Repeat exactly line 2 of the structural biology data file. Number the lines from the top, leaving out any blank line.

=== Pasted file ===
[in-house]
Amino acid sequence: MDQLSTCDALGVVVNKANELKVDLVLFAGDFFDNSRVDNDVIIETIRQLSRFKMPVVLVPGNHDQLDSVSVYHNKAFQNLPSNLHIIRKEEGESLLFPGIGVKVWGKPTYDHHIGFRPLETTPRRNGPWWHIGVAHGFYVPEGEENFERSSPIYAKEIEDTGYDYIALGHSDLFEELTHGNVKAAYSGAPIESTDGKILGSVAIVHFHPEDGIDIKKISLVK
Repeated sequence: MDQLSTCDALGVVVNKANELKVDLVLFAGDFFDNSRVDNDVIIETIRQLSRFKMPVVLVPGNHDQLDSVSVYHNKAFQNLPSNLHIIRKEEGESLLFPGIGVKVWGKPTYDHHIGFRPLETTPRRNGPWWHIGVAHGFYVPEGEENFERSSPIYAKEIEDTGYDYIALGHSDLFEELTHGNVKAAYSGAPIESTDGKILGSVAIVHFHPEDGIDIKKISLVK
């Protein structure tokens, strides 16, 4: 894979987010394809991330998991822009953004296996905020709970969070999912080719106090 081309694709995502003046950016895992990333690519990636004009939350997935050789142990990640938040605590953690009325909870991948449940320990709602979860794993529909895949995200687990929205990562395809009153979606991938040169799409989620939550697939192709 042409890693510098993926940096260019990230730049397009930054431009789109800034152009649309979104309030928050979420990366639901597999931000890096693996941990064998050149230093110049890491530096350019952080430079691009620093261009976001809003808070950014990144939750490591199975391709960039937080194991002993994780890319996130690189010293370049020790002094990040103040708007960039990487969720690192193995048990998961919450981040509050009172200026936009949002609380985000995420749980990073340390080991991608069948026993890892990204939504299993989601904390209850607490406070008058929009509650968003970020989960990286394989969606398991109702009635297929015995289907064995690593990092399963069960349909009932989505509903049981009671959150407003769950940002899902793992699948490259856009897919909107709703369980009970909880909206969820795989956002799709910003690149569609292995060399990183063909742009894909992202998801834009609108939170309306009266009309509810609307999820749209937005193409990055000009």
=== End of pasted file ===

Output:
Amino acid sequence: MDQLSTCDALGVVVNKANELKVDLVLFAGDFFDNSRVDNDVIIETIRQLSRFKMPVVLVPGNHDQLDSVSVYHNKAFQNLPSNLHIIRKEEGESLLFPGIGVKVWGKPTYDHHIGFRPLETTPRRNGPWWHIGVAHGFYVPEGEENFERSSPIYAKEIEDTGYDYIALGHSDLFEELTHGNVKAAYSGAPIESTDGKILGSVAIVHFHPEDGIDIKKISLVK